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A few hours later, Tom was up and roaming the outer fringes of the school ground. He looked over the horizon and found that the amount of guards was reduced since the tourney. That meant on the off-shoot chance he met a darkling, he would have to deal with it himself, or else.


Something else bothered him while he marched. Yoh Yang knew extensive amounts of martial arts, even more so than swordsmanship. That could only mean that either he was a trainee for a black knight, which was perfectly acceptable considering his level of expertise.


Tom liked this explanation better, because since black knights were trained for anti-personnel purposes too. However, it could also mean that Yoh knew of a way to disable or even damage darklings with his fists. The idea seemed scary since Tom had asked him some questions before they parted. How poor! They were so interesting to each other but who knew when they would meet again.


Yoh had destroyed a darkling. Cooperating in a squad that consisted of him, Katy and a few others, he was able to take on an entire pack of them. Yoh said patrols became a part of curriculum during the fourth and last year of training, so it was no surprise, but one story he shared was about him killing one alone.


Tom grimaced and was in a foul mood when he couldn’t find a target. Stein was able to sense it and trying his best, he oozed out flattery. Stein didn’t say a word he didn’t mean in its entirety, “Tom, I thought you were amazing last night. There’s no way I could have done anything if I was in your position.”


Tom huffed, but he knew that Stein wasn’t to blame in the slightest. It wasn’t fair to be jealous over someone who spent more time learning. It was like getting angry that the teacher knew more than you. He calmed himself down, or more precisely he suppressed his feelings.


Stein suggested they have some lunch, and then they can go look for Sally. They both stuffed food down in nicest restaurant on campus, and Tom begun to speak, “I feel so bitter. It’s perfectly okay to see other people who’re stronger than me, but he was out of my league. Nothing good came out of that tourney.”


Stein looked him at him straight and said timidly, “How can you say that? Are you talking about the Discordian guy? You already saw so much, and I may not be the right person to say so, but you weren’t out of you league.”


“That’s wrong. You don’t know. He wasn’t even hurt by me.”


The other patrons looked at Tom. It was clear some of them recognized him from yesterday. Even though his voice was still at a normal level, he wore a frown that that would’ve scared even Sally.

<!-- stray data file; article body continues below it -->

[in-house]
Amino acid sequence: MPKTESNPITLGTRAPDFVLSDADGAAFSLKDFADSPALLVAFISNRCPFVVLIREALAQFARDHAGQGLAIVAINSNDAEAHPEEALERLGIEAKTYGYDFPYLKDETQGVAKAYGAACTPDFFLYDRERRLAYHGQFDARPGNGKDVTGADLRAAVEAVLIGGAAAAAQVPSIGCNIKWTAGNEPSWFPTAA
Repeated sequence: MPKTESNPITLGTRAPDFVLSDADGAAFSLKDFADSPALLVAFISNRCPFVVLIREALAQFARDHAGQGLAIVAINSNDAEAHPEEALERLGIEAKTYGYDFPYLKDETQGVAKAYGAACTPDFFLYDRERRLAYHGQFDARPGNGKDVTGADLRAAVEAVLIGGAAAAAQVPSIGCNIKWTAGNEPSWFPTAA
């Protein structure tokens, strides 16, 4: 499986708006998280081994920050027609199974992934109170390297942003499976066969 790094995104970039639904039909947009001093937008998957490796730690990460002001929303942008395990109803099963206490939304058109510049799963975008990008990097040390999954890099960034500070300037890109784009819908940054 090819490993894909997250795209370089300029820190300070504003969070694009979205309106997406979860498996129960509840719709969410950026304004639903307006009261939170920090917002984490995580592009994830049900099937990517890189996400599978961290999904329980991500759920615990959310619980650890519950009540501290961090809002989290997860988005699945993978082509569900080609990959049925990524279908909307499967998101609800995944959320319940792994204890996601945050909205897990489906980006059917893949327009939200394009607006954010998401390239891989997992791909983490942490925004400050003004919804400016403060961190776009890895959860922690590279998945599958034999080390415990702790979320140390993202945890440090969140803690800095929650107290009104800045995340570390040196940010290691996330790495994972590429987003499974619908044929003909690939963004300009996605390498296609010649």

“You didn’t notice because you were focused on his movements, but he was clearly hurt, and even incapacitated. Firstly, when he was dodging he didn’t try to counter. That means he was legitimately scared of your attacks. Secondly, the reason why he didn’t flinch was because that’d show weakness. Rather, he consciously stopped that reflex and avoided showing you how much in pain he was. You couldn’t tell, but he was using exclusively his left arm, even though I’m certain his right hand is dominant. He used it to hit you on the head, and make you stagger, but he also used it for the last punch, which you also couldn’t see. The bastard.”


Tom tried and raked through his memory; it was true he couldn’t remember if Yoh used his right after Tom thrusted at it. Also, his pistol shot landed on his right shoulder.


“No, I think it was fine. Just like it would be wrong if he didn’t use his full force, so it would be if he didn’t use every tactic allowed.”


“That’s not all, Tom. I think something else is bothering you.”


Tom sipped from his lemonade, feeling better, “Anyway, that guy was actually quite kind to me. I even got some information from him.”


Not only was he strong in combat, but Yoh was strong enough to warm up to a complete stranger, even if they shared some goals. And they probably wouldn’t meet again.


Stein wasn’t a genius. He wasn’t even smart enough to decide what was best for his own sake. But he knew when something was absolutely wrong, “Don’t dwell on it.”


Tom paid for the meal. It was so expensive he could’ve eaten three meals somewhere else. They were at a loss of what to do next. They hadn’t seen Sally since when she fainted, nor had they a clue of where she might be. Did she even want to spent time with them or was she too hurt?


Tom had some things in the capital and at home he had to take care of, like paperwork Sally had overlooked, like payment for Watson. If he took the driver without her, because knowing her she would’ve loved to go with them, it would be disastrous. He and Stein just couldn’t stay bored either.


It seemed that this predicament was more dangerous than anything they had done yesterday. Suddenly, Tom had a clue to wherever Sally was. She was kinda lazy, and she probably wouldn’t do anything until lunchtime. It was time for them to pick up their graduation necessities, so she would probably be their right now. Unfortunately, Tom wasn’t lazy but he lacked the motivation to deal with chores as soon he could, so he didn’t know where the gowns and caps would be distributed.


After half an hour of pointless, he asked Stein, and with his answer and plan explained they ran to the commons. They got their stuff but no Sal. She had picked it up hours ago. It was nearly sundown when the irritated boys decided to go to the capital. Since Stein was from the city, he guiltily decided it would be the best things to show Tom all the tourist spots, without Sally.

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Zarelliel

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